Additionally, CKB BOOST includes category variants that are based on position, in either the codon or exon. Subsequently, variants within CKB BOOST can then be assigned as a member of a category variant centered on position and/or function. Variant relationships within CKB BOOST can be observed through multiple visuals, which are linked to tables of efficacy evidence annotations. Efficacy evidence annotations in JAX-CKBTM briefly describe the results of a clinical or preclinical study, linking a genomic alteration(s) to a therapy and tumor type. Consequently, the list of efficacy evidence annotations for a variant and the category variant(s) to which the variant belongs allows the user to identify the most appropriate therapy or therapies based on evidence level and variant tier coding. CKB BOOST users also have the ability to search for potentially relevant clinical trials via category variant relationships.

Let’s go back to our scenario of the gastrointestinal stromal tumor patient being discussed at the molecular tumor board. Suppose the variant, KIT W557_K558delinsE, was identified and is reported to potentially result in a gain of protein function. However, there is no direct evidence to support the use of a potential therapy for this variant. Figure 1 provides a preview of how CKB BOOST can identify possible therapies and clinical trials for this patient through category variant relationships.

Gene Variant Detail

KIT W557_K558delinsE results in the deletion of 2 amino acids in the juxtamebrane domain (exon 11) of the Kit protein from amino acids 557 to 558, combined with the insertion of a glutamic acid (E) at the same site (PMID: 16226710). W557_K558delinsE has not been characterized, but is predicted to activate Kit based on the effects of similar Kit exon 11 mutations (PMID: 9438854, PMID: 15365079).

Use Category Variant Paths to Identify Relevant Efficacy Evidence and Clinical Trials

Efficacy Evidence linked to KIT act mut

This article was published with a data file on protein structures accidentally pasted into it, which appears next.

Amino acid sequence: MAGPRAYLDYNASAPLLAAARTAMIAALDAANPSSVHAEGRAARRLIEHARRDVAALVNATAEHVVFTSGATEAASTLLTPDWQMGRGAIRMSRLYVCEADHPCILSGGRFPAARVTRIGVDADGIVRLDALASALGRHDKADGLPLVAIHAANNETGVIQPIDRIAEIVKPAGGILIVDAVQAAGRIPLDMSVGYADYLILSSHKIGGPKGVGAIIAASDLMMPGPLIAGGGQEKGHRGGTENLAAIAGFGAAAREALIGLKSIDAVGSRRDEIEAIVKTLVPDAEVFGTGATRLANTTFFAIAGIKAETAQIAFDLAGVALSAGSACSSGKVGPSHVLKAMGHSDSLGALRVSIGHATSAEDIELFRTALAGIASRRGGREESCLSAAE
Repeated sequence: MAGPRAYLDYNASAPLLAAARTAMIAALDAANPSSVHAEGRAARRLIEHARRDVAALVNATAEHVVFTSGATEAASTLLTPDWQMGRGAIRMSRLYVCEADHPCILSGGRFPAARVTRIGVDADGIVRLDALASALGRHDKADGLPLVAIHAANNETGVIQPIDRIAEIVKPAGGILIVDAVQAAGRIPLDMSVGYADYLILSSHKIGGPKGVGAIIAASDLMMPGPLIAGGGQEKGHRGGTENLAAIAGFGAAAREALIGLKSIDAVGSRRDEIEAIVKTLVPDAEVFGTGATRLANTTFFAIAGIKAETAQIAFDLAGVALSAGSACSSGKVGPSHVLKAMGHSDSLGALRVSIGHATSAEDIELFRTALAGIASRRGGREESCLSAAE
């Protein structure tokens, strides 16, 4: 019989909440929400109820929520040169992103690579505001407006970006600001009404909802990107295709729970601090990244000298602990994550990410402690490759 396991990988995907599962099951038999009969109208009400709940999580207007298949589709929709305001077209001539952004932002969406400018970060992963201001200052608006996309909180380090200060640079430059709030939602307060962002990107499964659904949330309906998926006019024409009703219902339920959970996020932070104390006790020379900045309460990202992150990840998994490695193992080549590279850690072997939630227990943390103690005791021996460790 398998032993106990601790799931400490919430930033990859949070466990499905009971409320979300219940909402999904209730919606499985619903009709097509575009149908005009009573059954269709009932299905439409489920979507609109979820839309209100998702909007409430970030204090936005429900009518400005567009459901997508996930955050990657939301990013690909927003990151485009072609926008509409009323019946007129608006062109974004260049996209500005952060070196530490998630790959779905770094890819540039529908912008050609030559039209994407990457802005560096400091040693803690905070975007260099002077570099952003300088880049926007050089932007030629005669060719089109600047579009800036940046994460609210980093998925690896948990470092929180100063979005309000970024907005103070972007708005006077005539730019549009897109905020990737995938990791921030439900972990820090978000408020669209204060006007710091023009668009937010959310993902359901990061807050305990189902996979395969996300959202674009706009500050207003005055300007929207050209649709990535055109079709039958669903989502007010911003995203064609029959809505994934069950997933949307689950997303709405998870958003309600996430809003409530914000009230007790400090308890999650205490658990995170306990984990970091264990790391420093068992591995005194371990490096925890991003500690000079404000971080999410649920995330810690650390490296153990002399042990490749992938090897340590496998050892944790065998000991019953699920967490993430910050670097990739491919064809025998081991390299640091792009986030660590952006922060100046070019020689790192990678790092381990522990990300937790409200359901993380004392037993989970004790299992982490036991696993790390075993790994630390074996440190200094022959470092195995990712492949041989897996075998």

Molecular Profile Tumor Type Approval Status Evidence Type Efficacy Evidence Evidence Level Inferred Tier
KIT act mut GIST Guideline Diagnostic KIT activating mutations aid the diagnosis of gastrointestinal stromal tumor ( A I
KIT act mut Melanoma Guideline Actionable Gleevec (imatinib) is included in guidelines as second-line therapy for metastatic or unresectable cutaneous melanoma patients with KIT activating mutations ( A I

Clinical Trials linked to KIT exon 11 and KIT mutant

Clinical Trial Phase Therapies Title Recruitment Status
(KIT exon 11)
Phase II Erdafitinib, Copanlisib, Trametinib, Crizotinib, Sunitinib, Sapanisertib, Nivolumab, AZD4547, Dasatinib, Pertuzumab + Trastuzumab, Binimetinib, Osimertinib,... Targeted Therapy Directed by Genetic Testing in Treating Patients With Advanced Refractory Solid Tumors, Lymphomas, or Multiple Myeloma (The MATCH Screening Trial) Recruiting
(KIT mutant)
Phase II Cobimetinib + Vemurafenib, Regorafenib, Ipilimumab + Nivolumab, Palbociclib, Afatinib, Talazoparib, Pembrolizumab, Sunitinib, Olaparib,... TAPUR: Testing the Use of Food and Drug Administration (FDA) Approved Drugs That Target a Specific Abnormality in a Tumor Gene in People with Advanced Stage Cancer Recruiting


As the precision oncology field continues to evolve, the need to have access to a reliable and up-to-date resource for genomic variant interpretation will get stronger. The JAX-CKBTM BOOST application serves as that powerful resource and its innovative feature of category variant relationships further ensures the best-informed clinical decision is made for a patient.

To learn more about JAX-CKBTM and CKB BOOST, visit the CKB home page.


Recommended Resources

CKB Home Page

 Introducing: The Clinical Knowledgebase (CKB), Powered by The Jackson Laboratory